Institutes of Justinian

The Institutes of Justinian (Latin: Institutiones Justiniani or "Justinian's Institutes") is a unit of the Corpus Juris Civilis, the sixth century codification of Roman law ordered by the Byzantine emperor Justinian I. It is largely based upon the Institutes of Gaius, a Roman jurist of the second century A.D. The other units in the Corpus Juris Civilis are: the Digest, the Codex Justinianus, and the Novellae Constitutiones ("New Constitutions" or "Novels").[1]

Drafting and publication

Justinian's Institutes was one part of his effort to codify Roman law and to reform legal education, of which the Digest also was a part.[2] Whereas the Digest was to be used by advanced law students, Justinian's Institutes was to be a textbook for new students.[3] The need for a new text for first year students was addressed as early as 530 in the constitution "Deo auctore," where reference is made to something "...which may be promulgated to replace the elementary works, so that the raw intelligence of the student, nourished by a simple diet, may proceed more easily to advanced legal studies."[4] Under the supervision of Tribonian, two law professors (Theophilus and Dorotheus) were assigned to extract statements about the basic institutions ("Institutiones") of Roman law from the teaching books created by writers of "authority" (as defined in the Law of Citations). The bulk of this new Institutes is the Institutes of Gaius, much of it taken verbatim; but it also uses material from the Institutes of Marcian, Florentinus, Ulpian, and perhaps Paulus (the other writers of "authority.".[5] There is some debate over which of the commission members is responsible for what part of the new Institutes. Most recently it has been suggested that Theophilus and Dorotheus created the extracts taken from the older works, while Tribonian revised and added new imperial laws.[6]

This new version of the Institutes was published on November 21, 533 and promulgated with the Digest on December 30, 533.[7] These new Institutes were not only a textbook for first year law students, but, according to the decree that promulgated them (C. Tanta), they carried the force of law.[8] First year law students used Justinian's Institutes as their textbook for centuries.[9]

Structure and content

The Institutes of Justinian is arranged much like Gaius's work, being divided into three books covering "persons," "things,", and "actions." Unlike the Digest, the extracts do not provide inscriptions indicating from whom the original material was taken.[10]

Modern editions and translations

Justinian's Institutes was largely unknown in the West, however, after the decline of the Western Roman Empire. The earliest known manuscript are fragments of a Veronese palimpsest of the ninth century.[11] The first printed edition of Justinian's Institutes was Petrus Schoyff's in 1468.[12] Scholars using the Veronese palimpsest suggested changes to the existing text, and these criticisms resulted in the definitive texts by Paul Krüger and Eduard Huschke in 1867 and 1868 respectively.[13] The most frequently used modern version of Justinian's Institutes is that of Krüger, which is in volume one of the Krüger, Mommsen, Kroll and Schoell stereotype edition.[14]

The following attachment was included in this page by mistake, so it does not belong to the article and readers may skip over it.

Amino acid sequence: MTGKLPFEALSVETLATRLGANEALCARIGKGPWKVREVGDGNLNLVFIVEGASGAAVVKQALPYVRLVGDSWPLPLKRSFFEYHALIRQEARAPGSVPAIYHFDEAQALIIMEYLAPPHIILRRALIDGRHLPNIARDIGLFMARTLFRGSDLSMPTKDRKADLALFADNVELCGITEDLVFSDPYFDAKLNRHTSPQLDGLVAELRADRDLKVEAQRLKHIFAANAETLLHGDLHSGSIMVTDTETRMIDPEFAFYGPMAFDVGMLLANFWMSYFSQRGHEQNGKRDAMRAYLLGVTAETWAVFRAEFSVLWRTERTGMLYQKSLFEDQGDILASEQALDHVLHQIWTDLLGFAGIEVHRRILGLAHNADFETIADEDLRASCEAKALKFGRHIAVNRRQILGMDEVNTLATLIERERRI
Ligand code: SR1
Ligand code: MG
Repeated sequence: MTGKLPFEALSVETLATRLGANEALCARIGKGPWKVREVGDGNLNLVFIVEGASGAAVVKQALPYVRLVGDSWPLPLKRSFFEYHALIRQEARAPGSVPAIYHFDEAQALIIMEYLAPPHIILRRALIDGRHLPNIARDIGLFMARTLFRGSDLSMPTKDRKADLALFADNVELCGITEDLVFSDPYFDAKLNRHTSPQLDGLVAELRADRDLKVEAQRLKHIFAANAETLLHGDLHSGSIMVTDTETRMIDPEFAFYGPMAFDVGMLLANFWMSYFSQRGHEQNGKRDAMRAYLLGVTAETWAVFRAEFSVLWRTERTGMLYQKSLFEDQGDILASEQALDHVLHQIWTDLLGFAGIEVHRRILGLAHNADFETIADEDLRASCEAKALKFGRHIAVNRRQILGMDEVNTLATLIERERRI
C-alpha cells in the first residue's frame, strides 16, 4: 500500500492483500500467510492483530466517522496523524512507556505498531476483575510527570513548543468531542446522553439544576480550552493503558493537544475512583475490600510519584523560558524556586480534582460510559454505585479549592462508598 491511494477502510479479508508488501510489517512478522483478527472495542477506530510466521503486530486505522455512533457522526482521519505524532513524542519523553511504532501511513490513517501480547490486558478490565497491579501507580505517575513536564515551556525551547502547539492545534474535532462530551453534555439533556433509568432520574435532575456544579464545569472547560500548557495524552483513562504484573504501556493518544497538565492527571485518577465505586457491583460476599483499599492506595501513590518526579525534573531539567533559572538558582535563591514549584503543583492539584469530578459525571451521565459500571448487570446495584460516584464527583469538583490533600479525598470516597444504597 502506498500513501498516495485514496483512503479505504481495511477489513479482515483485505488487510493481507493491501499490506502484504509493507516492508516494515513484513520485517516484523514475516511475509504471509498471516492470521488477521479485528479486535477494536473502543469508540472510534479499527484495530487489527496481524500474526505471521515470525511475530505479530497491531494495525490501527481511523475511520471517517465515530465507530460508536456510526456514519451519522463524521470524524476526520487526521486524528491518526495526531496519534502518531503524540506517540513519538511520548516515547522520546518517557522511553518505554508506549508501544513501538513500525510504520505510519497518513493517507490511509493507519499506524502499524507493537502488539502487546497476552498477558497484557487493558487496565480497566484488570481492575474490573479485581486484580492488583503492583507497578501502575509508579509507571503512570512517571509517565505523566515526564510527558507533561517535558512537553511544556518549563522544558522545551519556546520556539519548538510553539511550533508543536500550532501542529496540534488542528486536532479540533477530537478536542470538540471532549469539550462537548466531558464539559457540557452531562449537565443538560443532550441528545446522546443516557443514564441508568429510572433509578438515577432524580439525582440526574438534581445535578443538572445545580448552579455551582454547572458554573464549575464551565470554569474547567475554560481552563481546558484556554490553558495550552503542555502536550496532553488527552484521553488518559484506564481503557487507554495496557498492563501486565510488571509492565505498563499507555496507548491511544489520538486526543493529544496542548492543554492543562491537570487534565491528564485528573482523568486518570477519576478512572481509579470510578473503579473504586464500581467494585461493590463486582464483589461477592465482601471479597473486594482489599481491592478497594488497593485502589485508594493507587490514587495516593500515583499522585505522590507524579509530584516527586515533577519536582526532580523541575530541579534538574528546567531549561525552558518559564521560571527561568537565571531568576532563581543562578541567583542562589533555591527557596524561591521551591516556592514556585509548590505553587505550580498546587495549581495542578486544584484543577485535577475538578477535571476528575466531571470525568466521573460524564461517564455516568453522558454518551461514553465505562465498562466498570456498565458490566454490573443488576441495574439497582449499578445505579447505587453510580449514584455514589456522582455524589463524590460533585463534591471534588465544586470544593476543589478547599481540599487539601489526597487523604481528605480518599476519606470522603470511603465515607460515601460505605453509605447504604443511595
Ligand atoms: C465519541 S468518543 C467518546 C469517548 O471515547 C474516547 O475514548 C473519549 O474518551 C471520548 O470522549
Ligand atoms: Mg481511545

There are several translations of Justinian's Institutes into English, the better ones being those of J.B. Moyle and Thomas Collett Sandars.[15] Samuel Parsons Scott translated the Institutes into English as part of his translation of the entire "Corpus Juris Civilis," but his translation has not been well received.[16]


  1. See generally, Tony Honoré, "Justinian's Codification" in The Oxford Classical Dictionary 803 (Simon Hornblower and Antony Spawforth eds. 3rd rev. ed 2003).
  2. Id. at 804. See also H.F. Jolowicz & Barry Nicholas, Historical Introduction to the Study of Roman Law 492-493 (3rd ed. 1972).
  3. Id. at 492.
  4. Tony Honoré, Tribonian 187 (1978), quoting Deo auctore.
  5. Honoré, "Justinian's Codification, supra note 1, and Jolowicz & Nicholas, supra note 2 at 493
  6. Honoré, Tribonian, supra note 3 at 189 (1978).
  7. Jolowicz and Nicholas, supra note 2 at 493.
  8. Id. at 492.
  9. Honoré, "Justinian's Codification," supra note 1 at 804.
  10. Id. at 493
  11. A. Arthur Schiller, Roman Law, Mechanisms of Development 31 (1978). For a detailed account of the transmission of manuscripts of Justinian's Institutes through the medieval era, see Charles M. Radding & Antonio Ciaralli, The Corpus Iuris Civilis in the Middle Ages: Manuscripts and Transmissions from the Sixth Century to the Juristic Revival 111-131 (2007).
  12. Schiller, supra note 10 at 31.
  13. Id. at 32. Krüger's Justiniani Institutiones... is available in Europeana at .
  14. Corpus Iuris Civilis (1877-1895) available in the Internet Archive at .
  15. J.B. Moyle, The Institutes of Justinian (1893) available from Project Gutenberg at ; J.A.C. Thomas, The Institutes of Justinian (1975).
  16. See Timothy Kearley, Justice Fred Blume and the Translation of the Justinian Code (2nd ed. 2008) 3, 21. Scott's translation isThe Civil Law, including the Twelve Tables, the Institutes of Gaius, the Rules of Ulpian, the Enactments of Justinian, and the Constitutions of Leo... 17 vols. (1932) available at . For a discussion of the work of Scott, Fred H. Blume, and Clyde Pharr on Roman law translation see Kearley, Timothy G., "From Rome to the Restatement: S.P. Scott, Fred Blume, Clyde Pharr, and Roman Law in Early Twentieth-Century," available at Social Science Research Network .
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